Let me apologize for my hiatus last week; it was the result of a nasty virus that took me pretty much the entire week to recover from. At any rate, I find that my mood is not being improved by reading about the economic situation in Europe. And apparently I’m not alone in my disappointment. Yesterday the Swedish central bank acknowledged the increasingly gloomy economic prospects in Europe for this year when it somewhat dramatically cut interest rates:
Sweden’s central bank cut interest rates by a surprisingly large 50 basis points to a new historic low of 1.50 percent on Tuesday and some analysts said the door was open to further easing.
The decision sent ripples through Swedish markets and beyond, into the euro zone government bond market, where traders said the Riksbank had turned the spotlight on Europe’s economic woes and added to pressure on the European Central Bank to cut rates. Like the ECB, the Swedish central has been under pressure to cut rates to boost sluggish job market with inflation running low.
That pressure on the ECB to cut euro-area interest rates does indeed seem to be growing with each passing week. In response, the dollar has gained surprising strength against the euro in recent weeks, with some observers considering that an exchange rate of $1.10 to one euro is not out of the question in the near future:
The euro continued to fall in European morning trade on Tuesday amid mounting speculation that the European Central Bank may be preparing the market for an interest rate cut.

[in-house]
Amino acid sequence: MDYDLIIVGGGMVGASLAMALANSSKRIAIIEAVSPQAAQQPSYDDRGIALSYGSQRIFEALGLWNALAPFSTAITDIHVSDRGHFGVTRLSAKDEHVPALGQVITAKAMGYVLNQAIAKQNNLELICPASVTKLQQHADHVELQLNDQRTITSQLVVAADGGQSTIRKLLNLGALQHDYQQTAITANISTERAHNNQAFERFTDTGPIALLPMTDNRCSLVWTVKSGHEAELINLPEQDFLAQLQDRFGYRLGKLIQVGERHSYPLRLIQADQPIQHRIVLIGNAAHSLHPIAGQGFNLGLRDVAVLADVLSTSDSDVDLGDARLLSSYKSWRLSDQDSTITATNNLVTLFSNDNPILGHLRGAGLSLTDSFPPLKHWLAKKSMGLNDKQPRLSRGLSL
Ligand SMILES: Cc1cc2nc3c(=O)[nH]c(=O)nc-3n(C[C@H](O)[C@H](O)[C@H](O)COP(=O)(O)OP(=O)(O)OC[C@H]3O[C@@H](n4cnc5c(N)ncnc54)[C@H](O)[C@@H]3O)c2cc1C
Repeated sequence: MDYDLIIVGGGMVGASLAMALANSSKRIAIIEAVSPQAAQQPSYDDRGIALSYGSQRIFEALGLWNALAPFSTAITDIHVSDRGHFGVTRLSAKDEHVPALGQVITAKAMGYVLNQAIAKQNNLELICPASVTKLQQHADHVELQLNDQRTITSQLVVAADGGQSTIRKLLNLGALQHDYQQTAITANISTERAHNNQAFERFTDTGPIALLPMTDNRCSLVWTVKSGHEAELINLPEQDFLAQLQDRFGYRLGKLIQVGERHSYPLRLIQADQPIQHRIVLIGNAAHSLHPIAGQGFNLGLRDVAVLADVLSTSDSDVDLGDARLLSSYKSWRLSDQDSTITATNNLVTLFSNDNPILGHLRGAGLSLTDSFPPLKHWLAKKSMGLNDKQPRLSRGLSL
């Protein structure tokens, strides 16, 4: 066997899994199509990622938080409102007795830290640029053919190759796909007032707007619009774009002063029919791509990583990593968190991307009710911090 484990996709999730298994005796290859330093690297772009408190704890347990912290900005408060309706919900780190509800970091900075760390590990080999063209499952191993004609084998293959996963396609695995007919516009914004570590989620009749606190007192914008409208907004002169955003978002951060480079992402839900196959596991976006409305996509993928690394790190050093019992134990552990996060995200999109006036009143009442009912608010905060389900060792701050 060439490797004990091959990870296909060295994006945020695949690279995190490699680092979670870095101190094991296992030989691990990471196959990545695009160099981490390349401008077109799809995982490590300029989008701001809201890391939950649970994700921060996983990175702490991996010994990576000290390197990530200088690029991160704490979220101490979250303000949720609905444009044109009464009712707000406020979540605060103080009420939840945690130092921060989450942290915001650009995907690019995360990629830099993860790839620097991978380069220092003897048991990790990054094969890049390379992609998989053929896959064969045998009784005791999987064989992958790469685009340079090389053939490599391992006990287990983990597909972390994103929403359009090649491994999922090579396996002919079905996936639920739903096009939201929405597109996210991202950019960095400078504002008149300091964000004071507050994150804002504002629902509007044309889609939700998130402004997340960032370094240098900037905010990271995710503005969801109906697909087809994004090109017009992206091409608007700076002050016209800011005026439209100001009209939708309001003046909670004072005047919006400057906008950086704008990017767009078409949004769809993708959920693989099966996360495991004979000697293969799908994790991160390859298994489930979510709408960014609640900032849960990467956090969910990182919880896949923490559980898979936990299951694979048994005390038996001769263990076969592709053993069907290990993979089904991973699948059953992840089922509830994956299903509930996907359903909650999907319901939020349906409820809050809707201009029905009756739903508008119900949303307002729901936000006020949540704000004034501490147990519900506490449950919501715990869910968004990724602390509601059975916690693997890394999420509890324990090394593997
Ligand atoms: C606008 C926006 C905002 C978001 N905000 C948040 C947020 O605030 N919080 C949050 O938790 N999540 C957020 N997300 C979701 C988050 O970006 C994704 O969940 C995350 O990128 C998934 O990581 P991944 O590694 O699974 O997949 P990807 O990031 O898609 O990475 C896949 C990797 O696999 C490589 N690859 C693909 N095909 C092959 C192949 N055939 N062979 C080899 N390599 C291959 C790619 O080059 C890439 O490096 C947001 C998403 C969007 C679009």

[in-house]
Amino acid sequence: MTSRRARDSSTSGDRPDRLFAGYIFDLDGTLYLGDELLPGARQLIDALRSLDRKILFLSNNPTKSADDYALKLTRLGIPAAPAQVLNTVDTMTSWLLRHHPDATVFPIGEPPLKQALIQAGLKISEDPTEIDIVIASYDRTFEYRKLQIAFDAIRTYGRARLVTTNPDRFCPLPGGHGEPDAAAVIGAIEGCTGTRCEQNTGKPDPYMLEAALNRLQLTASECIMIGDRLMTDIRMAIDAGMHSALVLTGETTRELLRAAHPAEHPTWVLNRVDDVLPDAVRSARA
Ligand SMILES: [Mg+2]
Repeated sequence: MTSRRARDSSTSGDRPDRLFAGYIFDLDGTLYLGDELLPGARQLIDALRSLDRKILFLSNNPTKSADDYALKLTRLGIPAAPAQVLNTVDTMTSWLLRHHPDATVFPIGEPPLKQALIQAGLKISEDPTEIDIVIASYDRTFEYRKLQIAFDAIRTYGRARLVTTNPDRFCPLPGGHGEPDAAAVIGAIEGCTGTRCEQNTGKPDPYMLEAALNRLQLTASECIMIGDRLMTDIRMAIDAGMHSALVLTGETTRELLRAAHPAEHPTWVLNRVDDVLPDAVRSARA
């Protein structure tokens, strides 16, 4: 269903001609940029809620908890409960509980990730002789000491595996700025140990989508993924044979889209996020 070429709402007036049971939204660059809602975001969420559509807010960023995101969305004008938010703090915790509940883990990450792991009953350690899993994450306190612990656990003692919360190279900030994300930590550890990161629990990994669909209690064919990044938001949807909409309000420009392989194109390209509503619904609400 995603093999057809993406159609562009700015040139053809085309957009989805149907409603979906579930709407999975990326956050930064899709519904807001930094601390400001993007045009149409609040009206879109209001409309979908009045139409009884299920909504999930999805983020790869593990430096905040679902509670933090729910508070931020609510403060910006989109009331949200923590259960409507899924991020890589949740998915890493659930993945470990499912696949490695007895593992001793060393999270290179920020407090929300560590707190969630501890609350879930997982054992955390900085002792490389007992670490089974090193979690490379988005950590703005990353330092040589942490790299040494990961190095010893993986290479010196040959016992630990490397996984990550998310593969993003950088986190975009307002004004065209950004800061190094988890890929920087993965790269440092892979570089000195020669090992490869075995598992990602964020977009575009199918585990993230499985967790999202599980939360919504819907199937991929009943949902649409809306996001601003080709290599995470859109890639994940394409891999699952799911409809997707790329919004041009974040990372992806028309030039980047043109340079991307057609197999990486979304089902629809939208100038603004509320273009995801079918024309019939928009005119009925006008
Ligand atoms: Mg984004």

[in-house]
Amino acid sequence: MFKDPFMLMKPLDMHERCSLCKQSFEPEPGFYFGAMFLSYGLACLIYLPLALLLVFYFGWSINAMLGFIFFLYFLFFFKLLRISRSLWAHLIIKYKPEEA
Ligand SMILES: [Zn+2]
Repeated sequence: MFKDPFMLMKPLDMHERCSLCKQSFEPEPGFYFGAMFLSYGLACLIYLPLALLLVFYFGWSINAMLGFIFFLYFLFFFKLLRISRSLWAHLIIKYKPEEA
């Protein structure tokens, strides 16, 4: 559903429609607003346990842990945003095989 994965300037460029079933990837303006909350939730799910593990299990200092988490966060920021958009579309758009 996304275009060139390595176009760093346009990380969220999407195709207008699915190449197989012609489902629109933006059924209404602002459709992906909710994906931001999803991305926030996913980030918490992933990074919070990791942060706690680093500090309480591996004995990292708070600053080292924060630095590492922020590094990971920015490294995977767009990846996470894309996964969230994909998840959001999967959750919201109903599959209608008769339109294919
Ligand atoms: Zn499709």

A newswire report on Monday, quoting unnamed ECB sources, claimed that the Frankfurt-based bank was starting to consider the prospect of a rate cut, having held rates at 2 per cent for the past two years… [A]s Paul Chertkow, head of global currency research at Bank of Tokyo-Mitsubishi, pointed out: “Whatever the ultimate monetary disposition of the ECB, interest rate differentials between the United States and the eurozone are likely to widen further as the Federal Open Market Committee continues to move towards a neutral monetary stance.”
I’ve generally thought that the dollar-euro exchange rate is largely irrelevant to determining the US current account deficit (which is determined principally by national savings balances in my opinion), so I don’t think this changes the US’s trade picture much. But at the very least, if this recent rise in the dollar continues, this certainly does raise the possibility that dollar bears (like Warren Buffett) could be in for some nasty balance sheet surprises in the next few months…